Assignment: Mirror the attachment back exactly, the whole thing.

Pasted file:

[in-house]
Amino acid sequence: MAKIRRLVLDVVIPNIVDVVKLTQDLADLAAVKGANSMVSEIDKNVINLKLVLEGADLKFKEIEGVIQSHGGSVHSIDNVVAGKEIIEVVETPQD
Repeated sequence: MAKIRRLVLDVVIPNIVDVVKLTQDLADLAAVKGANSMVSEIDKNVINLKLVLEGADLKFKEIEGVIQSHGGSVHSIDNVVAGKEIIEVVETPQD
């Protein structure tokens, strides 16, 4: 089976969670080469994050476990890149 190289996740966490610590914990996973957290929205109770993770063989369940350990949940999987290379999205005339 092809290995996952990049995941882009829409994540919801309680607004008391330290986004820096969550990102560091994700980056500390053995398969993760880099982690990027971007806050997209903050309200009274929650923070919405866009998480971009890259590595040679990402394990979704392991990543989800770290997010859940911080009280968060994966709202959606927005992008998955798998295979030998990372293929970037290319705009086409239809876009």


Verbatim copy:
[in-house]
Amino acid sequence: MAKIRRLVLDVVIPNIVDVVKLTQDLADLAAVKGANSMVSEIDKNVINLKLVLEGADLKFKEIEGVIQSHGGSVHSIDNVVAGKEIIEVVETPQD
Repeated sequence: MAKIRRLVLDVVIPNIVDVVKLTQDLADLAAVKGANSMVSEIDKNVINLKLVLEGADLKFKEIEGVIQSHGGSVHSIDNVVAGKEIIEVVETPQD
């Protein structure tokens, strides 16, 4: 089976969670080469994050476990890149 190289996740966490610590914990996973957290929205109770993770063989369940350990949940999987290379999205005339 092809290995996952990049995941882009829409994540919801309680607004008391330290986004820096969550990102560091994700980056500390053995398969993760880099982690990027971007806050997209903050309200009274929650923070919405866009998480971009890259590595040679990402394990979704392991990543989800770290997010859940911080009280968060994966709202959606927005992008998955798998295979030998990372293929970037290319705009086409239809876009």